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Poly(styrene)-Supported Co–Salen Complexes as Efficient Recyclable Catalysts for the Hydrolytic Kinetic Resolution of Epichlorohydrin

Authors

  • Xiaolai Zheng Dr.,

    1. School of Chemistry and Biochemistry, Georgia Institute of Technology, Atlanta, Georgia 30332, USA, Fax: (+1) 404-894-7452
    2. School of Chemical & Biomolecular Engineering, Georgia Institute of Technology, Atlanta, Georgia 30332, USA, Fax: (+1) 404-894-2866
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  • Christopher W. Jones Prof. Dr.,

    1. School of Chemistry and Biochemistry, Georgia Institute of Technology, Atlanta, Georgia 30332, USA, Fax: (+1) 404-894-7452
    2. School of Chemical & Biomolecular Engineering, Georgia Institute of Technology, Atlanta, Georgia 30332, USA, Fax: (+1) 404-894-2866
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  • Marcus Weck Prof. Dr.

    1. School of Chemistry and Biochemistry, Georgia Institute of Technology, Atlanta, Georgia 30332, USA, Fax: (+1) 404-894-7452
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Abstract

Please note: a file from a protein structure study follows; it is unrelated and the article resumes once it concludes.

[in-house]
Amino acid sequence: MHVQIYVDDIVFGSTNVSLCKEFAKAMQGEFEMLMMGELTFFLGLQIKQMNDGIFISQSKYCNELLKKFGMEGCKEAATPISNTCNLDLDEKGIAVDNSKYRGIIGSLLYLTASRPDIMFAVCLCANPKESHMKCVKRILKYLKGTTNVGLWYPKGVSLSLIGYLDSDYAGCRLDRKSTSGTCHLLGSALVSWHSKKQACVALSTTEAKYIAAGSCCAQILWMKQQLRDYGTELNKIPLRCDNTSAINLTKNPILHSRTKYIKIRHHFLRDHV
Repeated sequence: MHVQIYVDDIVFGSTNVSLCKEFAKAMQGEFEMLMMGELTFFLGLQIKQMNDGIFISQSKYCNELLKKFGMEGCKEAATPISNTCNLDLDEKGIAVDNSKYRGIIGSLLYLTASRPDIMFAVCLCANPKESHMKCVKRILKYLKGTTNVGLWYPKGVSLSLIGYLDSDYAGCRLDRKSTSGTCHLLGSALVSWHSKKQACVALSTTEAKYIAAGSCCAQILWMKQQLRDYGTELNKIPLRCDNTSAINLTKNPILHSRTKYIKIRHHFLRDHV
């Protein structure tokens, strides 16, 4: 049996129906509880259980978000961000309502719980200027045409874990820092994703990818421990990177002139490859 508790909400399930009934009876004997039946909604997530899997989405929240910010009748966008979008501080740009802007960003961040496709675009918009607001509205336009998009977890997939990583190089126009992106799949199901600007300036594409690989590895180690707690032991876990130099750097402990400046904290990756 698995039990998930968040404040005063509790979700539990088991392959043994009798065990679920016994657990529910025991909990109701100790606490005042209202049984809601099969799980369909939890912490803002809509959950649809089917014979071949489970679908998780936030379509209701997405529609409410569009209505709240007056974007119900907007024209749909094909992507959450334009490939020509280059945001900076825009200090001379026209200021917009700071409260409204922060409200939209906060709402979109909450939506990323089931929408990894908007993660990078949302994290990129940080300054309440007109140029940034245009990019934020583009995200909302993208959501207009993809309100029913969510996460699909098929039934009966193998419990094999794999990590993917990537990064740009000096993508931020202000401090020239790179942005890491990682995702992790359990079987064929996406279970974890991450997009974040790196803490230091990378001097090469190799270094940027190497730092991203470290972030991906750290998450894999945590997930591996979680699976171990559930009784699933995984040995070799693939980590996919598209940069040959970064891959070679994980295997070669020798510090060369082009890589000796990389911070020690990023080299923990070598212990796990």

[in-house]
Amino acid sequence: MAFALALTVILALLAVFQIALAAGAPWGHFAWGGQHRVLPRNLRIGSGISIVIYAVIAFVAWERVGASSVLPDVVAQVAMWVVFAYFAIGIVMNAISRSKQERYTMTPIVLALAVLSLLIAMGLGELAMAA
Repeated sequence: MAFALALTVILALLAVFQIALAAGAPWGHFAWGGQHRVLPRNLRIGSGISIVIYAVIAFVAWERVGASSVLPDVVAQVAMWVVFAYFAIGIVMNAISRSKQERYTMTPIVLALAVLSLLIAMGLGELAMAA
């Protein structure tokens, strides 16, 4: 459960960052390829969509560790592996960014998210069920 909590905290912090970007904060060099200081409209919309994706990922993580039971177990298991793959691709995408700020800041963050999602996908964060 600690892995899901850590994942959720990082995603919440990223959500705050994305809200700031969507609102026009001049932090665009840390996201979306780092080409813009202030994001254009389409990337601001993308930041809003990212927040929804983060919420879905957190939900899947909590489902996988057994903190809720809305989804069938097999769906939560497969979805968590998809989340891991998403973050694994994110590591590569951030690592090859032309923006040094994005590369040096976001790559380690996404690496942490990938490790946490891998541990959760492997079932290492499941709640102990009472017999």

Here we describe an unprecedented synthetic approach to poly(styrene)-supported chiral salen ligands by the free radical polymerization of an unsymmetrical styryl-substituted salen monomer (H2salen=bis(salicylidene)ethylenediamine). The new method allows for the attachment of salen moieties to the polymer main chain in a flexible, pendant fashion, avoiding grafting reactions that often introduce ill-defined species on the polymers. Moreover, the loading of the salen is controlled by the copolymerization of the styryl-substituted salen monomer with styrene in different ratios. The polymeric salen ligands are metallated with cobalt(II) acetate to afford the corresponding supported Co–salen complexes, which are used in the hydrolytic kinetic resolution of racemic epichlorohydrin, exhibiting high reactivity and enantioselectivity. Remarkably, the copolymer-supported Co–salen complexes showed a better catalytic performance (>99 % ee, 54 % conversion, one hour) in comparison to the homopolymeric analogues and the small molecule Co–salen complex. The soluble poly(styrene)-supported catalysts were recovered by precipitation after the catalytic reactions and were recycled three times to afford almost identical enantiomeric excesses as the first run, with slightly reduced reaction rates.

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